Sen. Sam Brownback (Kan.), a dark horse in the Republican presidential race, endorsed Biden’s plan months ago, while his only White House foe in the chamber, Sen. John McCainJohn Sidney McCainMeghan McCain says Steyer should drop out: 'I hate that guy' Sanders says idea he can't work with Republicans is 'total nonsense' GOP casts Sanders as 2020 boogeyman MORE (R-Ariz.), also missed the vote.

Democrats continued to offer no clues on whether more options to draw down the U.S. troop presence in Iraq would come to the floor this month. But Warner sent a strong signal, telling reporters that Iraq withdrawal would come up again during the defense appropriations debate.

“I don’t feel, as this bill continues to move forward, that we’ll see any [proposal] reach the 60-vote mark,” Warner said.

The Bush administration previously has opposed a mandate for federalizing the Iraqi government, but the State Department did not comment publicly Wednesday on Biden’s plan.

Meanwhile, every Democratic leader backed Kyl’s amendment on Iraq, which called for Tehran’s Revolutionary Guard Corps to be designated a terrorist group. More incendiary language referring to the use of “all instruments of U.S. power in Iraq” to block Iran’s activities was dropped from the amendment, but Biden and Dodd still opposed the language. The amendment passed 76-22.

Clinton supported the Iran amendment, exposing her to continued criticism from anti-war groups active in the Democratic presidential primary.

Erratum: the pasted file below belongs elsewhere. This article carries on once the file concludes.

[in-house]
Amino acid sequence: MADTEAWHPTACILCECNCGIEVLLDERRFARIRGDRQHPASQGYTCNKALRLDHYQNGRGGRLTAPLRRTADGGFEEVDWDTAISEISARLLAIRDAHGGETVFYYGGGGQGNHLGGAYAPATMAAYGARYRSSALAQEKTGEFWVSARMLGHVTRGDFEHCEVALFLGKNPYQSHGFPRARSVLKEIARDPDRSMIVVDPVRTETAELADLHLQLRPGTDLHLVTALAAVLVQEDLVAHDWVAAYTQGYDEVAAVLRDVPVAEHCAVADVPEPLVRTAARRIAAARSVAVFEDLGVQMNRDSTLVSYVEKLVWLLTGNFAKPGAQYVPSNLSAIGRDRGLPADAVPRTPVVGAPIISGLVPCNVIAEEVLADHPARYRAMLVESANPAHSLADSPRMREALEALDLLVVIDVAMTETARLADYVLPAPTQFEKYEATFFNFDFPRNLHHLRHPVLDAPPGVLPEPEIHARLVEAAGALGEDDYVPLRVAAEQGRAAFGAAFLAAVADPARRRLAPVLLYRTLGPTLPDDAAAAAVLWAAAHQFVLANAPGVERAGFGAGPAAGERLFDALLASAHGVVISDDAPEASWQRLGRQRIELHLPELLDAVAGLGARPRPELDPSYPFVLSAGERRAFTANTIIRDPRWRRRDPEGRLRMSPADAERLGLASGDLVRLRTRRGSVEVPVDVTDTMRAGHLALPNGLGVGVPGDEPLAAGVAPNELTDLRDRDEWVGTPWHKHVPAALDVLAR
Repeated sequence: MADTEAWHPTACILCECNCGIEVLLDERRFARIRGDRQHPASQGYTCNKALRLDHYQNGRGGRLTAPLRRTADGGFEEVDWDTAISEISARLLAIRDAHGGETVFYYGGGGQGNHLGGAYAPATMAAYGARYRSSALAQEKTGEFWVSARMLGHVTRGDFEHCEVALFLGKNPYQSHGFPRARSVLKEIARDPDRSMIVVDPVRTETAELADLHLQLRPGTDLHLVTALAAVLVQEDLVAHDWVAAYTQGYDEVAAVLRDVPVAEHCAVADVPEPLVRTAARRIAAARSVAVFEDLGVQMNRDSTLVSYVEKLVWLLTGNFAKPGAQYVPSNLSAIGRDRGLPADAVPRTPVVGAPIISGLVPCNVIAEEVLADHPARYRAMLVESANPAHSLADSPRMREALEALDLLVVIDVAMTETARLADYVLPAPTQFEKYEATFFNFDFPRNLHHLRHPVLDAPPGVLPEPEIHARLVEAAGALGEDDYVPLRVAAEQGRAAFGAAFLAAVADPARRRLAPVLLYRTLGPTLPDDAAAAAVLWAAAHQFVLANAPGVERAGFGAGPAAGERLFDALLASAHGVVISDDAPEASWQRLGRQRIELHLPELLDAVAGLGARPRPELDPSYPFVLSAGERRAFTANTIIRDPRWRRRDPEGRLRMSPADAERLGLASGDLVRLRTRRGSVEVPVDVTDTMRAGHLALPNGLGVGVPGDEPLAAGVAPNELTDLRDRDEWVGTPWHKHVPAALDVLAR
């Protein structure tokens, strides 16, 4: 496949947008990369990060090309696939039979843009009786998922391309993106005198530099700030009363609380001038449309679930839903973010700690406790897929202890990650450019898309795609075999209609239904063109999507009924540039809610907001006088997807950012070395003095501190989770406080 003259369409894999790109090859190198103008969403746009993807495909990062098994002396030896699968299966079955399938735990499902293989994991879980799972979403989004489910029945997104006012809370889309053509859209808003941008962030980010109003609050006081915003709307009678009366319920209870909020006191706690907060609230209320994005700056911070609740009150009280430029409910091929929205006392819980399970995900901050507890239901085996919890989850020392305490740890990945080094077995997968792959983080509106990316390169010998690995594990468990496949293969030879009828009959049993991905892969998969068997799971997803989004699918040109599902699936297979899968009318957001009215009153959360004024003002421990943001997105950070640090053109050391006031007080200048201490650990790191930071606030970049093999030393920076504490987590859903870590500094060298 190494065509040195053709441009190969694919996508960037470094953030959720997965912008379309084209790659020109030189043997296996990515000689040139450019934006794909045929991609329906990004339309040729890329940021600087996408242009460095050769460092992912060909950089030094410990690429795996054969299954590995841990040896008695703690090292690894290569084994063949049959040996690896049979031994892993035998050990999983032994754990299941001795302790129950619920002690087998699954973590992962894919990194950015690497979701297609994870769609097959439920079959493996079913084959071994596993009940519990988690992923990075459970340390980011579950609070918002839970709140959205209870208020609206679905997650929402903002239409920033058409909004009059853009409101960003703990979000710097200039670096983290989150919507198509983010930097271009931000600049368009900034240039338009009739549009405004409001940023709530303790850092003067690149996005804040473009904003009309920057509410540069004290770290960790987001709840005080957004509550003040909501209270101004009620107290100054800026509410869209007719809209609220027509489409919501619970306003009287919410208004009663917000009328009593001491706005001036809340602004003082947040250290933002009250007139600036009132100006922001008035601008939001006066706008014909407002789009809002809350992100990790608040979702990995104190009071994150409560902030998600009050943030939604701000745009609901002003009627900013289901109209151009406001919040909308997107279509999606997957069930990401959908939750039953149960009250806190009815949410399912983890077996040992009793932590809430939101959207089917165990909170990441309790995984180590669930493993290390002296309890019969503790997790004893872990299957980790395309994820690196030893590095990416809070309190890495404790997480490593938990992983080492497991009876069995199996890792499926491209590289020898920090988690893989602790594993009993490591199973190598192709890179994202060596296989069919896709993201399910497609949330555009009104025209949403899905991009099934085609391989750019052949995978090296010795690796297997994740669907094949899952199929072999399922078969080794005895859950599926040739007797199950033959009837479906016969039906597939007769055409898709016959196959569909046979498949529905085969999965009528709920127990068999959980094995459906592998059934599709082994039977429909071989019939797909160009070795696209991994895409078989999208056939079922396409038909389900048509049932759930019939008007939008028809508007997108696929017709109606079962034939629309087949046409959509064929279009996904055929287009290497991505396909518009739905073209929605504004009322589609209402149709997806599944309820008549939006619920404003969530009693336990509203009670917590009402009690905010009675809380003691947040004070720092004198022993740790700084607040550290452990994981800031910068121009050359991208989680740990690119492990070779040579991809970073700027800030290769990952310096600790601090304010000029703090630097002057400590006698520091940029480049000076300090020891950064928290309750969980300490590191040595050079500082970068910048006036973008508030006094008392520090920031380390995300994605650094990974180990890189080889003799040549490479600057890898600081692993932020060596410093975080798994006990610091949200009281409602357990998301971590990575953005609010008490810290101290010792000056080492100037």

“It is disturbing for the Senate to be unable and unwilling to do what most Americans want it to do — end the debacle in Iraq,” said Tom Andrews, director of Win Without War and a central member of the Americans Against Escalation in Iraq coalition. “It is outrageous for the Senate to be pushing our nation one step closer to disaster in Iran.”

The Senate will move on to an expanded hate-crimes ban on Thursday, with Republicans seeking to hammer Democrats for using the Pentagon bill as a platform to debate non-defense issues. Majority Whip Dick DurbinRichard (Dick) Joseph DurbinDemocrats introduce bill to reverse Trump's shift of military money toward wall Overnight Energy: EPA to regulate 'forever chemicals' in drinking water | Trump budget calls for slashing funds for climate science centers | House Dems urge banks not to fund drilling in Arctic refuge Democratic senators criticize plan that could expand Arctic oil and gas development MORE’s (D-Ill.) bid to add relief for undocumented immigrant students also is likely to come up before final debate on the defense bill concludes next week.

Illustrating Republicans’ frustration with a coming fourth week of debate on the defense bill, a GOP group moved Wednesday afternoon to cut off debate on the legislation. It is unclear when Democrats would set a final vote on that cloture filing, but one could occur as soon as Friday.